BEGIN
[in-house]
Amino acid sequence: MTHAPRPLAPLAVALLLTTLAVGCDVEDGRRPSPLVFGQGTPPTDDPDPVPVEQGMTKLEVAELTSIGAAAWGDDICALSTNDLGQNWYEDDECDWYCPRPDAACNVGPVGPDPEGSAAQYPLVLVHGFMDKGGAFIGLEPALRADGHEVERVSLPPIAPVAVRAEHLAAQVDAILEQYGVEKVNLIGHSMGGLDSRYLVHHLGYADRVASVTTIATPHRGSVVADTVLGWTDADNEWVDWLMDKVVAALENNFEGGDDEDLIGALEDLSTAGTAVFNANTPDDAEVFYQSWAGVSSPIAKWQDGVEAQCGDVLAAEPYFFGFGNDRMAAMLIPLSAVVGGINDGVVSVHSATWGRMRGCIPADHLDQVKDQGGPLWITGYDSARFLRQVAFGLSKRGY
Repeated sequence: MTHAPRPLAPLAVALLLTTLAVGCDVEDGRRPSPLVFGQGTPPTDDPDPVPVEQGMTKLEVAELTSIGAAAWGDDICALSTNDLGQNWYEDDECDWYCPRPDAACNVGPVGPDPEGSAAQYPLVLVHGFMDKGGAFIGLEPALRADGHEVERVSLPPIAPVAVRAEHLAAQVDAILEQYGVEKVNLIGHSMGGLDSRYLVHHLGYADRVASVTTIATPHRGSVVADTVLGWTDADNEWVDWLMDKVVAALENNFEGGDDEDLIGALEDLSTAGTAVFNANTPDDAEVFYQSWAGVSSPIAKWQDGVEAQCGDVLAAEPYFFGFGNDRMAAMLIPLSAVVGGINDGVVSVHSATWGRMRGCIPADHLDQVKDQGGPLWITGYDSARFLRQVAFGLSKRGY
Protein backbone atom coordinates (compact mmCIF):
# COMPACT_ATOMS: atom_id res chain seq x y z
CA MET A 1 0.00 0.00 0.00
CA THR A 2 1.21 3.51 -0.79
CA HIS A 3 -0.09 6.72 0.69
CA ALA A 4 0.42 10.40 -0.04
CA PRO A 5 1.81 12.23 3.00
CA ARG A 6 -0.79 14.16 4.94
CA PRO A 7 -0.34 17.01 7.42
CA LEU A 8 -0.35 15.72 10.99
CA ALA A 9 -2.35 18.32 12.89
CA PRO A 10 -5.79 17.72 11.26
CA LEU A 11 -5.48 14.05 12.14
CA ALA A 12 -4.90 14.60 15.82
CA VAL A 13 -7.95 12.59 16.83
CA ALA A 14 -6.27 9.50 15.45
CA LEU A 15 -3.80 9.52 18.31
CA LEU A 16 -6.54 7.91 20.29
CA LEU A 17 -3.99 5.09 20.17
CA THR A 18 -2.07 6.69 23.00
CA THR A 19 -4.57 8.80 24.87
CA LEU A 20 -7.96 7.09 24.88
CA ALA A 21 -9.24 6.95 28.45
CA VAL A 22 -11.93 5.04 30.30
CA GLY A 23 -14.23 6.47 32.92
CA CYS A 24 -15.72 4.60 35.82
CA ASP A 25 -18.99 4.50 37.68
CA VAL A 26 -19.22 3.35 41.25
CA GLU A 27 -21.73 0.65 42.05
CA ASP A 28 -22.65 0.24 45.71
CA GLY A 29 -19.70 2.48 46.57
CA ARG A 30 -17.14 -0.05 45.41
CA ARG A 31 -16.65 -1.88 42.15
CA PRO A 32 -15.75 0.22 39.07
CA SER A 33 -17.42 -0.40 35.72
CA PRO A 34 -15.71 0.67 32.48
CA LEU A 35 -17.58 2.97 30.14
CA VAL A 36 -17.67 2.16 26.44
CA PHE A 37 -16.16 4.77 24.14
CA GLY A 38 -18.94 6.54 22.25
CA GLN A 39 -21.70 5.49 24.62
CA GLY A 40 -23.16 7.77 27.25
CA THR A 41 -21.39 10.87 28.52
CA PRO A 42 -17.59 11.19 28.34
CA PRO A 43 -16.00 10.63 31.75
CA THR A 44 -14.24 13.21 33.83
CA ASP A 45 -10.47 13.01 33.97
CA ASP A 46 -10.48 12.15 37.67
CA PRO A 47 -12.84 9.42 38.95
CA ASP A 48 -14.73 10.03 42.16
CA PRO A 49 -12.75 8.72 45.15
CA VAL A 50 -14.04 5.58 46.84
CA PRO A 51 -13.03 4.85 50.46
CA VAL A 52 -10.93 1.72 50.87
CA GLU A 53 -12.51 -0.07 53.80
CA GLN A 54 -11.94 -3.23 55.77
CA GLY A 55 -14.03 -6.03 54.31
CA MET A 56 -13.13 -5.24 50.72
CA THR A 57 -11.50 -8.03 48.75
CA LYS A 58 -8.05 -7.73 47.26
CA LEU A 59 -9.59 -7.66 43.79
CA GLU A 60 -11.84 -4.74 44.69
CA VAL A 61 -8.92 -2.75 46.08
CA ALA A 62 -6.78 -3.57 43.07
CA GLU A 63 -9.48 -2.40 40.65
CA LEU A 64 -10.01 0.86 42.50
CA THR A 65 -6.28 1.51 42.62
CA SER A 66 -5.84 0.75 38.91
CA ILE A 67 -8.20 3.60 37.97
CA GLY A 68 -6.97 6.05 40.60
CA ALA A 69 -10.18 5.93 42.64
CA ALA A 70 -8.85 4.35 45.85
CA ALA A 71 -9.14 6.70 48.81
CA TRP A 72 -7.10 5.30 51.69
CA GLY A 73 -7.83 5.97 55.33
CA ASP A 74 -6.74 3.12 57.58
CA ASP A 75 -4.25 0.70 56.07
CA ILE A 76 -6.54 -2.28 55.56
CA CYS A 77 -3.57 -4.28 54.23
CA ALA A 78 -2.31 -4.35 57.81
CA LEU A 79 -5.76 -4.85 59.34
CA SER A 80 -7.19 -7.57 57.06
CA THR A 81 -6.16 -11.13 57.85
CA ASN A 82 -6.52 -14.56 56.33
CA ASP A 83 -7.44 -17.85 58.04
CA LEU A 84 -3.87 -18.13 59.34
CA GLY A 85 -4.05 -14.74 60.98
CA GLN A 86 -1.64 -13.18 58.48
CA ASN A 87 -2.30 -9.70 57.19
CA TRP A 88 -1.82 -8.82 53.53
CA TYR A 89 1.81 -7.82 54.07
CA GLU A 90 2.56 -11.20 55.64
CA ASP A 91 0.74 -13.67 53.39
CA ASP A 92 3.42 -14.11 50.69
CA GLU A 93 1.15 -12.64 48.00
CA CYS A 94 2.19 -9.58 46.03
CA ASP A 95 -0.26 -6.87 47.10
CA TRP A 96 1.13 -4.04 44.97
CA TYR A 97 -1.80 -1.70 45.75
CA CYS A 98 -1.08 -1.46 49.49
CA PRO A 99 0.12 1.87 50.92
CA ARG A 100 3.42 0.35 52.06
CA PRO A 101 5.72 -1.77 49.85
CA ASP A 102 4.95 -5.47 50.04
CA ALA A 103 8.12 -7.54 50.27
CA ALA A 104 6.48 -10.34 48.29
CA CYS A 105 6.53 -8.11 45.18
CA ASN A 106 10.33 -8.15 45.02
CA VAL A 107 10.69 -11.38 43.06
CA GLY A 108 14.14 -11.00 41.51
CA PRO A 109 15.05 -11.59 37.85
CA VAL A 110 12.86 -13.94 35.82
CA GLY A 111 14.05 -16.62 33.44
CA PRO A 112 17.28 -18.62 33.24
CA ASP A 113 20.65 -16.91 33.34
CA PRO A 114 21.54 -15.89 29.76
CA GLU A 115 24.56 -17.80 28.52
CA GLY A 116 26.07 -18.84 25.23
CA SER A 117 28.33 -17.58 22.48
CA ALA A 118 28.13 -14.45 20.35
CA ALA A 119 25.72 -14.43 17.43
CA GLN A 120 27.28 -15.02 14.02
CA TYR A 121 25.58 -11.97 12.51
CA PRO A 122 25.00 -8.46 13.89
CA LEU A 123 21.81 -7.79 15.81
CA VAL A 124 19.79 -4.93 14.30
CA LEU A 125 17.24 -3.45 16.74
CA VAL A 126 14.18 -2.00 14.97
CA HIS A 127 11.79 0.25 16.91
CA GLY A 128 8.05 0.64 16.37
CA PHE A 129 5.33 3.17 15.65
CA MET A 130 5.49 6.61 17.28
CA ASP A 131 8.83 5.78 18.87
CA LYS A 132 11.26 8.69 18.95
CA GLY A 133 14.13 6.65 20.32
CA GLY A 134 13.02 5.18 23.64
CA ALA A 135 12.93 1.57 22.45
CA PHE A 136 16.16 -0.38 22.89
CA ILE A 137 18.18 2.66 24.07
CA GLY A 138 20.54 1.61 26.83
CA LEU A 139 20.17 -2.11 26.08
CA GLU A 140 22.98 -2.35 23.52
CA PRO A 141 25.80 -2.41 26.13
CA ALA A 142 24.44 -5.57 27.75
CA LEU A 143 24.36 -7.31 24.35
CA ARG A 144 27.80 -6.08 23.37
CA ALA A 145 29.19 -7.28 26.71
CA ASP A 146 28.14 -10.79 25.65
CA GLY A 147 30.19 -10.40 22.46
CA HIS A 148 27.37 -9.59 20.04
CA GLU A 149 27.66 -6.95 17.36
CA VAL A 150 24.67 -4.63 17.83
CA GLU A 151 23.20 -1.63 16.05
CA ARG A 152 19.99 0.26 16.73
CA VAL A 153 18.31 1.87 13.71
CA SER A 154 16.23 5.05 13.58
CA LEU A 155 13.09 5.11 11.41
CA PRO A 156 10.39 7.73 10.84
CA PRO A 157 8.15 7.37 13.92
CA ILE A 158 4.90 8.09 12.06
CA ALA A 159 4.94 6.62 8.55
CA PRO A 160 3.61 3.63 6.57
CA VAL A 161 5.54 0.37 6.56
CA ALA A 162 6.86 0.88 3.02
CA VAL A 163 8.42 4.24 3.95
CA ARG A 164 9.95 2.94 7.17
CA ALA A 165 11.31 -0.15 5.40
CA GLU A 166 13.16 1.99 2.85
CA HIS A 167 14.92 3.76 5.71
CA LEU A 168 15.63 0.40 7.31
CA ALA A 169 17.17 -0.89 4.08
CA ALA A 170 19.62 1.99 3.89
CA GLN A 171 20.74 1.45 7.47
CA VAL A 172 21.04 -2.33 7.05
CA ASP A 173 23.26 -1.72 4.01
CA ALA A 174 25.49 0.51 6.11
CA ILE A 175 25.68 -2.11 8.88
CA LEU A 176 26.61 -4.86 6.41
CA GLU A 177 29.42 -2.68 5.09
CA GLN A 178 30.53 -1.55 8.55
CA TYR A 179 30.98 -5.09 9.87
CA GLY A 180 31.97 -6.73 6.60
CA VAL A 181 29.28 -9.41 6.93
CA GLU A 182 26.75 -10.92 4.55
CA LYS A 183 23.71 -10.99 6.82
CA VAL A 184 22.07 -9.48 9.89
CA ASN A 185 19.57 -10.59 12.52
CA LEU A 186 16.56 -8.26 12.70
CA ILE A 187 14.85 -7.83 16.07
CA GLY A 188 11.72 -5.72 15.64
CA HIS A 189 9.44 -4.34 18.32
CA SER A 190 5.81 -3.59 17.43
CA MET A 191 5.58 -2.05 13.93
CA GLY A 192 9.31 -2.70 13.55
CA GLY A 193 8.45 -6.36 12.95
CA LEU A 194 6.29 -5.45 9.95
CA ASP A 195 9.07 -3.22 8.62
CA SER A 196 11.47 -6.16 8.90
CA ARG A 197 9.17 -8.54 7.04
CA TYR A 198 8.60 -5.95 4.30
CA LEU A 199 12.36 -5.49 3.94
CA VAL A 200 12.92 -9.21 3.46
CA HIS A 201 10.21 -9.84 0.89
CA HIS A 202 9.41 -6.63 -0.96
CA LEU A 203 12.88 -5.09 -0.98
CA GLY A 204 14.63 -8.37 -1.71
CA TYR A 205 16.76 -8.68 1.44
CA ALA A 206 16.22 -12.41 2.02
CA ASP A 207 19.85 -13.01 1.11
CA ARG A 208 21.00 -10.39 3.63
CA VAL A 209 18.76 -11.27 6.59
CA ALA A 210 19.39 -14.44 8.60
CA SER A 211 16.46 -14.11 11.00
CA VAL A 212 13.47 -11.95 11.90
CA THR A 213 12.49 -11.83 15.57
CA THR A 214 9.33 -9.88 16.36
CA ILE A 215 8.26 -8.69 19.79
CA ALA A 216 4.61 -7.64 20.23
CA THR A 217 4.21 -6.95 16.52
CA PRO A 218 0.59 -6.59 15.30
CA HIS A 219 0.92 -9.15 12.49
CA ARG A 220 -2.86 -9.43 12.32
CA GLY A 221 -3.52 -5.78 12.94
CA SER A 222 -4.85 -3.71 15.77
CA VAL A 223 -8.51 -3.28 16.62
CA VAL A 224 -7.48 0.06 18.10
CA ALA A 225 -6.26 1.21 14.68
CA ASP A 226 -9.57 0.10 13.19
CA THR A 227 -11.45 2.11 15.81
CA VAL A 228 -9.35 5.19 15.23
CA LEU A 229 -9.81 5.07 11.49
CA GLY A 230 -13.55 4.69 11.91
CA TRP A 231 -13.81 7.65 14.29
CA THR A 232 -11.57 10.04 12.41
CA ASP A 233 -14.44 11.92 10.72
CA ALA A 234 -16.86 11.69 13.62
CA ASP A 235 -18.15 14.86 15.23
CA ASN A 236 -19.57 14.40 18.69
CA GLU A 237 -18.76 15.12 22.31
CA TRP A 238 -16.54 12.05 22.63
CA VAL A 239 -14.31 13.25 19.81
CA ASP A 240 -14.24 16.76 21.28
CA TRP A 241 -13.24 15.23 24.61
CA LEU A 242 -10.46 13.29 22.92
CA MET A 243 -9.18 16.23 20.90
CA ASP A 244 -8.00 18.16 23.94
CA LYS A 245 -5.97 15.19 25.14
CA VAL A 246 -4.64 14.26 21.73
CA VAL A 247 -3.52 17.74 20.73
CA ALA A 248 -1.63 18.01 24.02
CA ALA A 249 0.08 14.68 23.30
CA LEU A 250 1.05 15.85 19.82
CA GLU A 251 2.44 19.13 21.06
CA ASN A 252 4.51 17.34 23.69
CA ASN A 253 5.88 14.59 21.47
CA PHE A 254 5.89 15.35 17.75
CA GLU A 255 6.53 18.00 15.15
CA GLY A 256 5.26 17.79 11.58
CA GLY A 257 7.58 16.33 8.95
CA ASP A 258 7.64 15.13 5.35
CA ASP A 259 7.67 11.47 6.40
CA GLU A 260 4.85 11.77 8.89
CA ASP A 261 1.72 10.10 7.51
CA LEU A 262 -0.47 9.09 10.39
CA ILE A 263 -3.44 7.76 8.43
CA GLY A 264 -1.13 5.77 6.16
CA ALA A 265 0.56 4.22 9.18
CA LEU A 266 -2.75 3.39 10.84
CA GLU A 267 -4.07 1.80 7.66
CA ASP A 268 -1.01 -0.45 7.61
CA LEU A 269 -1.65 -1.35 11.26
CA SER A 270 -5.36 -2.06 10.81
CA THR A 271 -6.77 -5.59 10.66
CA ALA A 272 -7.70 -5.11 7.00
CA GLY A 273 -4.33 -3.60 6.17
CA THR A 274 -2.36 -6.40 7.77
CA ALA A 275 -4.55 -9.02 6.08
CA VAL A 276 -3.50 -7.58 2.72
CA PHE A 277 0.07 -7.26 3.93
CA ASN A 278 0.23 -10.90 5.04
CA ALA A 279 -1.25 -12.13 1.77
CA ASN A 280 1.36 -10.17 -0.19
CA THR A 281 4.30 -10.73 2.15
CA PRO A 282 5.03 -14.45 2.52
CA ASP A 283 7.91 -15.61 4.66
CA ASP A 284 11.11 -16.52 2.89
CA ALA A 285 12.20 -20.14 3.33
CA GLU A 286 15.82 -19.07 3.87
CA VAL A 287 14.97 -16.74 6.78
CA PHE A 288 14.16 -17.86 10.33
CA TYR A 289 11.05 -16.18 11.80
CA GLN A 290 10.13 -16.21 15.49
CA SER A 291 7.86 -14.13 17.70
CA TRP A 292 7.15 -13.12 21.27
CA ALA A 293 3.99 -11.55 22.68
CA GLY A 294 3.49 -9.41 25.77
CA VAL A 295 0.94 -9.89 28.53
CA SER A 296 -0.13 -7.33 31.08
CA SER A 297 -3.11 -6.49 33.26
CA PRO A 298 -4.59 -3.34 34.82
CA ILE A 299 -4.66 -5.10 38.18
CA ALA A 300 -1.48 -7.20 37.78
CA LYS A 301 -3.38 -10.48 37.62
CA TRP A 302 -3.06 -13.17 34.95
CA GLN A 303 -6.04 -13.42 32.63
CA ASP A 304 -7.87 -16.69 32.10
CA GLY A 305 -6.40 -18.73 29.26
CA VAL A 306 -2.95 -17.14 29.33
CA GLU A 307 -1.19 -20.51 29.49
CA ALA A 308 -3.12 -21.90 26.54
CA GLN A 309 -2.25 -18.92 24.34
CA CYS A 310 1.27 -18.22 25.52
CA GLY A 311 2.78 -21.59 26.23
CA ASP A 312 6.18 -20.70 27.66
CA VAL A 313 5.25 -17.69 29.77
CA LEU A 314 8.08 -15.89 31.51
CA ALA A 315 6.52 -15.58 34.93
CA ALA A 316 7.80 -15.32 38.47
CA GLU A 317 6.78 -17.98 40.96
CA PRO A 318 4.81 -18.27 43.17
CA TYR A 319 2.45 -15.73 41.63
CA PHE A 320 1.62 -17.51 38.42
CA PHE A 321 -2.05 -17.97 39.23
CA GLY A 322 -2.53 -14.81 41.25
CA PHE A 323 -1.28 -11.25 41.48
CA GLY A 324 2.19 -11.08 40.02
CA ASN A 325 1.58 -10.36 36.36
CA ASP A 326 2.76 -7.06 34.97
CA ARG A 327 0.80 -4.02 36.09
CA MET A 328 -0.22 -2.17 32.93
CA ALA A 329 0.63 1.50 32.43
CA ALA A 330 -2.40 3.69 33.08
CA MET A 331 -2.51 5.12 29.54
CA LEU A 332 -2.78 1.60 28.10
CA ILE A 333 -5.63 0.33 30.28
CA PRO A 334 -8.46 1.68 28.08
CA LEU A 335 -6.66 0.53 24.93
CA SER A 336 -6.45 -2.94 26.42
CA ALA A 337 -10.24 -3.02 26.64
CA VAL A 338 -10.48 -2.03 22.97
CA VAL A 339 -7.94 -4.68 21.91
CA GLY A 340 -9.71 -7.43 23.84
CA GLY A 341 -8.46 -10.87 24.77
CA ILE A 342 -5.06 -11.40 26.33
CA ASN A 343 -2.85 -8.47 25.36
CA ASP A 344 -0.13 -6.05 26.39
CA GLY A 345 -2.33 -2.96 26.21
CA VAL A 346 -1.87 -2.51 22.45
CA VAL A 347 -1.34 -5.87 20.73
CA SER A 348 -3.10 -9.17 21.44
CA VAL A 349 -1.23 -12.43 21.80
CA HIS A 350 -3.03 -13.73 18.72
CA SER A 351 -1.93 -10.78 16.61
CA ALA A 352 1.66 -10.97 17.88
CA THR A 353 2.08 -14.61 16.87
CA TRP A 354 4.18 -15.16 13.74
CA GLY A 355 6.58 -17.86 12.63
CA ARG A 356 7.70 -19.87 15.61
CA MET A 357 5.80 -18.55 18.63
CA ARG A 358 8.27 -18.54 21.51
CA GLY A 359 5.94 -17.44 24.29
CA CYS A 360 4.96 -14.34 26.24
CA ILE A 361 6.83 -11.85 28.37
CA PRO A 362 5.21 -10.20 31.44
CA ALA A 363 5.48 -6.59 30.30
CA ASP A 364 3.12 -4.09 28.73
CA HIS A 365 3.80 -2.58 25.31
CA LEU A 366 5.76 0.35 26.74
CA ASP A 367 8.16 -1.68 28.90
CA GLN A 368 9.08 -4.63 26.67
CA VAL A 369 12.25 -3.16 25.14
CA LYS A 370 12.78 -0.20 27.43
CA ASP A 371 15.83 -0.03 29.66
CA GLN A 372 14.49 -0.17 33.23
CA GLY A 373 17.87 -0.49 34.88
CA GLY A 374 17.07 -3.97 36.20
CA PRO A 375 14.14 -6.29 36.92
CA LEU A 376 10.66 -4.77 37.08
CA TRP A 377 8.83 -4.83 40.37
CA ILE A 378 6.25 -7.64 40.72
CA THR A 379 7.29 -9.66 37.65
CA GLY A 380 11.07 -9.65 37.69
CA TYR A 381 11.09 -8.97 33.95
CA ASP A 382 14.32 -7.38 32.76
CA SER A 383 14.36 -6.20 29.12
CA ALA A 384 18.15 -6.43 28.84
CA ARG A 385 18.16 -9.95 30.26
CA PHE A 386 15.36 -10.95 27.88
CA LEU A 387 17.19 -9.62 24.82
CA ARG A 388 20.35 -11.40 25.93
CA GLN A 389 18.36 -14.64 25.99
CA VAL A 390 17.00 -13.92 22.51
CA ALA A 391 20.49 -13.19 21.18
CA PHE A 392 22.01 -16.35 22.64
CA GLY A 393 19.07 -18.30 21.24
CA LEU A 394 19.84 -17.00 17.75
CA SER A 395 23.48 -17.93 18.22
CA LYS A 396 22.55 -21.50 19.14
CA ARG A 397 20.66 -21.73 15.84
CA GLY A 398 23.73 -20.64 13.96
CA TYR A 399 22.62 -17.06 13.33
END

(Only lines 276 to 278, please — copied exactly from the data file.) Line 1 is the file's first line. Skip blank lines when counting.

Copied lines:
CA THR A 271 -6.77 -5.59 10.66
CA ALA A 272 -7.70 -5.11 7.00
CA GLY A 273 -4.33 -3.60 6.17